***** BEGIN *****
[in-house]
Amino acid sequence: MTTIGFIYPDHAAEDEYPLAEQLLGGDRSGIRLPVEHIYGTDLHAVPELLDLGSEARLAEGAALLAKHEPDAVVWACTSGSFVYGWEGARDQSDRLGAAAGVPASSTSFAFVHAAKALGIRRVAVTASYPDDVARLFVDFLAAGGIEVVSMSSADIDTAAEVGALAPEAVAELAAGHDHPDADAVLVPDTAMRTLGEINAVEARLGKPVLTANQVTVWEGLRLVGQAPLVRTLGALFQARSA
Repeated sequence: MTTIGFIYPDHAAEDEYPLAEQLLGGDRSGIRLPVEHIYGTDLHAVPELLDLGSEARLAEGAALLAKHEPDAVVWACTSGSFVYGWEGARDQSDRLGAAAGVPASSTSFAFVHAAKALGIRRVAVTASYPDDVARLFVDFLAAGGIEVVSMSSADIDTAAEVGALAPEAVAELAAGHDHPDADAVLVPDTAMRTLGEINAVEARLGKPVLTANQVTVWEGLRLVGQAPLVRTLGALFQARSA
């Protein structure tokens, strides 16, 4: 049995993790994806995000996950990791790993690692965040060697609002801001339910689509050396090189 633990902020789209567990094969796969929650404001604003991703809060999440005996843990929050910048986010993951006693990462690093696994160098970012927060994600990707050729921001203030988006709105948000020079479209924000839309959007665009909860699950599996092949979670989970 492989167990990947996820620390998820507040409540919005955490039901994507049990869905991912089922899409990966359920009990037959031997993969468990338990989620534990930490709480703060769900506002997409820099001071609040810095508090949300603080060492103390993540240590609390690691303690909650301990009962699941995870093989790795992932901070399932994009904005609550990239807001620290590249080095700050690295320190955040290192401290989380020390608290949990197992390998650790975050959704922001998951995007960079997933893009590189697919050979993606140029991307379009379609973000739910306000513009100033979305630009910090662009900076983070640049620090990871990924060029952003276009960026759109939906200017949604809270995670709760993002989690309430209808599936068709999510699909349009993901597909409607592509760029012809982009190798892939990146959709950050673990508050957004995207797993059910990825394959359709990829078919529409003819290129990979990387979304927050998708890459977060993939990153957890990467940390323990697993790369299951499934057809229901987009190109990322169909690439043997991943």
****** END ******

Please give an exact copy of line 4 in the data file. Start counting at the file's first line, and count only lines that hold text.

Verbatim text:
């Protein structure tokens, strides 16, 4: 049995993790994806995000996950990791790993690692965040060697609002801001339910689509050396090189 633990902020789209567990094969796969929650404001604003991703809060999440005996843990929050910048986010993951006693990462690093696994160098970012927060994600990707050729921001203030988006709105948000020079479209924000839309959007665009909860699950599996092949979670989970 492989167990990947996820620390998820507040409540919005955490039901994507049990869905991912089922899409990966359920009990037959031997993969468990338990989620534990930490709480703060769900506002997409820099001071609040810095508090949300603080060492103390993540240590609390690691303690909650301990009962699941995870093989790795992932901070399932994009904005609550990239807001620290590249080095700050690295320190955040290192401290989380020390608290949990197992390998650790975050959704922001998951995007960079997933893009590189697919050979993606140029991307379009379609973000739910306000513009100033979305630009910090662009900076983070640049620090990871990924060029952003276009960026759109939906200017949604809270995670709760993002989690309430209808599936068709999510699909349009993901597909409607592509760029012809982009190798892939990146959709950050673990508050957004995207797993059910990825394959359709990829078919529409003819290129990979990387979304927050998708890459977060993939990153957890990467940390323990697993790369299951499934057809229901987009190109990322169909690439043997991943």